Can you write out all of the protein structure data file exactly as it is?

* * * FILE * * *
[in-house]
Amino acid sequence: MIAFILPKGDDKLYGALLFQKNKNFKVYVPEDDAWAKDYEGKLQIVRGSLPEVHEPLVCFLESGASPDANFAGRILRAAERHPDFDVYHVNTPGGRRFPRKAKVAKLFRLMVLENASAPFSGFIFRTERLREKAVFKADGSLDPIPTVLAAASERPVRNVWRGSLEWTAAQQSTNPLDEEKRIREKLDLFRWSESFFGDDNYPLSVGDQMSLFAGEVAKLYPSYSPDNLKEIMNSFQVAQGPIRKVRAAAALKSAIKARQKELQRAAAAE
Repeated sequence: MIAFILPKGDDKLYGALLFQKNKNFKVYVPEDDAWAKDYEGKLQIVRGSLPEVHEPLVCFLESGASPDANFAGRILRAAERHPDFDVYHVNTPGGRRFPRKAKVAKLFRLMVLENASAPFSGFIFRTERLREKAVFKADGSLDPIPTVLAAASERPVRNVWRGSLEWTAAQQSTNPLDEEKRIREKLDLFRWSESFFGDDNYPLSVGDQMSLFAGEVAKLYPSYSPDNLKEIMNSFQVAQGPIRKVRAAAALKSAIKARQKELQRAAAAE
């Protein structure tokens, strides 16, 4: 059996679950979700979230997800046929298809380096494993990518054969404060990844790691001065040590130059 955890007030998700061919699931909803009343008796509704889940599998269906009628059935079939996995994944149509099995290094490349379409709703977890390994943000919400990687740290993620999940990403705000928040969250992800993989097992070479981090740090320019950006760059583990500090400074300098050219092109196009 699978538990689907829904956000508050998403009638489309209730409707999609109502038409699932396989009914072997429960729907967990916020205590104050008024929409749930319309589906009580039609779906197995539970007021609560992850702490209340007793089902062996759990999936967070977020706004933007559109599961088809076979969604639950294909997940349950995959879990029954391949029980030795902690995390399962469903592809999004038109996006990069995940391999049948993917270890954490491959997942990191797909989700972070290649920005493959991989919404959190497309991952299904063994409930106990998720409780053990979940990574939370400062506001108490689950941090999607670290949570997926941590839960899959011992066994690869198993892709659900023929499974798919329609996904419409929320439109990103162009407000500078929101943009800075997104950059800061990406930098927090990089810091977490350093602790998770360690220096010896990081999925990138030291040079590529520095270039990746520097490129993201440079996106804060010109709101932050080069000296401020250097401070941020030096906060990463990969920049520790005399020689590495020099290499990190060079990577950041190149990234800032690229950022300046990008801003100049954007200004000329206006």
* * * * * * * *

[in-house]
Amino acid sequence: MIAFILPKGDDKLYGALLFQKNKNFKVYVPEDDAWAKDYEGKLQIVRGSLPEVHEPLVCFLESGASPDANFAGRILRAAERHPDFDVYHVNTPGGRRFPRKAKVAKLFRLMVLENASAPFSGFIFRTERLREKAVFKADGSLDPIPTVLAAASERPVRNVWRGSLEWTAAQQSTNPLDEEKRIREKLDLFRWSESFFGDDNYPLSVGDQMSLFAGEVAKLYPSYSPDNLKEIMNSFQVAQGPIRKVRAAAALKSAIKARQKELQRAAAAE
Repeated sequence: MIAFILPKGDDKLYGALLFQKNKNFKVYVPEDDAWAKDYEGKLQIVRGSLPEVHEPLVCFLESGASPDANFAGRILRAAERHPDFDVYHVNTPGGRRFPRKAKVAKLFRLMVLENASAPFSGFIFRTERLREKAVFKADGSLDPIPTVLAAASERPVRNVWRGSLEWTAAQQSTNPLDEEKRIREKLDLFRWSESFFGDDNYPLSVGDQMSLFAGEVAKLYPSYSPDNLKEIMNSFQVAQGPIRKVRAAAALKSAIKARQKELQRAAAAE
């Protein structure tokens, strides 16, 4: 059996679950979700979230997800046929298809380096494993990518054969404060990844790691001065040590130059 955890007030998700061919699931909803009343008796509704889940599998269906009628059935079939996995994944149509099995290094490349379409709703977890390994943000919400990687740290993620999940990403705000928040969250992800993989097992070479981090740090320019950006760059583990500090400074300098050219092109196009 699978538990689907829904956000508050998403009638489309209730409707999609109502038409699932396989009914072997429960729907967990916020205590104050008024929409749930319309589906009580039609779906197995539970007021609560992850702490209340007793089902062996759990999936967070977020706004933007559109599961088809076979969604639950294909997940349950995959879990029954391949029980030795902690995390399962469903592809999004038109996006990069995940391999049948993917270890954490491959997942990191797909989700972070290649920005493959991989919404959190497309991952299904063994409930106990998720409780053990979940990574939370400062506001108490689950941090999607670290949570997926941590839960899959011992066994690869198993892709659900023929499974798919329609996904419409929320439109990103162009407000500078929101943009800075997104950059800061990406930098927090990089810091977490350093602790998770360690220096010896990081999925990138030291040079590529520095270039990746520097490129993201440079996106804060010109709101932050080069000296401020250097401070941020030096906060990463990969920049520790005399020689590495020099290499990190060079990577950041190149990234800032690229950022300046990008801003100049954007200004000329206006």